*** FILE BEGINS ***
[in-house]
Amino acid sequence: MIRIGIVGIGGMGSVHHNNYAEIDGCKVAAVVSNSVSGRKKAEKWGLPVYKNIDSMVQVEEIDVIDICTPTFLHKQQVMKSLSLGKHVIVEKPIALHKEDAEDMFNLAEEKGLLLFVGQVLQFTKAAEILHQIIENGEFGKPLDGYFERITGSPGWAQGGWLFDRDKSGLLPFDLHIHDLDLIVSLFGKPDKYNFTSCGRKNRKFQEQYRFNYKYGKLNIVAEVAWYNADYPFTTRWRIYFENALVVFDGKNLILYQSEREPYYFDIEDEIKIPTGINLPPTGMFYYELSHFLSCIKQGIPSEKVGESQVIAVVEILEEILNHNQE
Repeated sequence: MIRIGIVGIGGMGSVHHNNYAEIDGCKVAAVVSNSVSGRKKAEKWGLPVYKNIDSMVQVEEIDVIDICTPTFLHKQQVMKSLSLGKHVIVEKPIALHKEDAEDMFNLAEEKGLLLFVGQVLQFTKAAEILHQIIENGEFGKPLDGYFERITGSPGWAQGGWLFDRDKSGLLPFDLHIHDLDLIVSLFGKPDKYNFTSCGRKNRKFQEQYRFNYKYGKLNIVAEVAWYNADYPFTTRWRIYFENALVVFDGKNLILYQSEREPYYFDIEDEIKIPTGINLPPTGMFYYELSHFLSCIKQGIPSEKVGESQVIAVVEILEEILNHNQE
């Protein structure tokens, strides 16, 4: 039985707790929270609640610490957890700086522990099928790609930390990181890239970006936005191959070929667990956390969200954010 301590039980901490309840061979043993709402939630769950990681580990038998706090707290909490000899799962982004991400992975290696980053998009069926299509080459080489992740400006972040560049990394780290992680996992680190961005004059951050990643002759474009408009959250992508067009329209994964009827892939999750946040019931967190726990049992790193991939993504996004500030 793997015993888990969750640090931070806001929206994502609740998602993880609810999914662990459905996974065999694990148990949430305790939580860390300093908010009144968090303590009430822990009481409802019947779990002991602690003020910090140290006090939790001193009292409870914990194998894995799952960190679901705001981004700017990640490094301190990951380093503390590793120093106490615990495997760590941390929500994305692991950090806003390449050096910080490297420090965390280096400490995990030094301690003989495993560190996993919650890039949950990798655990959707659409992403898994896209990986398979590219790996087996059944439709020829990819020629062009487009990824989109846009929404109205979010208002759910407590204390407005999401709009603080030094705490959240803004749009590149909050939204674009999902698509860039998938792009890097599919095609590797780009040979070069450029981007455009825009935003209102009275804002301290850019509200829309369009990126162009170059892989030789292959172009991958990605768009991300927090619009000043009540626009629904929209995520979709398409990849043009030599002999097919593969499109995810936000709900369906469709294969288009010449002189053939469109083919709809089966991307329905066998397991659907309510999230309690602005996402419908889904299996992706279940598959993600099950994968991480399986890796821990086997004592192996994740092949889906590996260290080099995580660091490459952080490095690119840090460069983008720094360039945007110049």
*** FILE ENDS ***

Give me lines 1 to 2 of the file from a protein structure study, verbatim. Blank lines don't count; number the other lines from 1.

[in-house]
Amino acid sequence: MIRIGIVGIGGMGSVHHNNYAEIDGCKVAAVVSNSVSGRKKAEKWGLPVYKNIDSMVQVEEIDVIDICTPTFLHKQQVMKSLSLGKHVIVEKPIALHKEDAEDMFNLAEEKGLLLFVGQVLQFTKAAEILHQIIENGEFGKPLDGYFERITGSPGWAQGGWLFDRDKSGLLPFDLHIHDLDLIVSLFGKPDKYNFTSCGRKNRKFQEQYRFNYKYGKLNIVAEVAWYNADYPFTTRWRIYFENALVVFDGKNLILYQSEREPYYFDIEDEIKIPTGINLPPTGMFYYELSHFLSCIKQGIPSEKVGESQVIAVVEILEEILNHNQE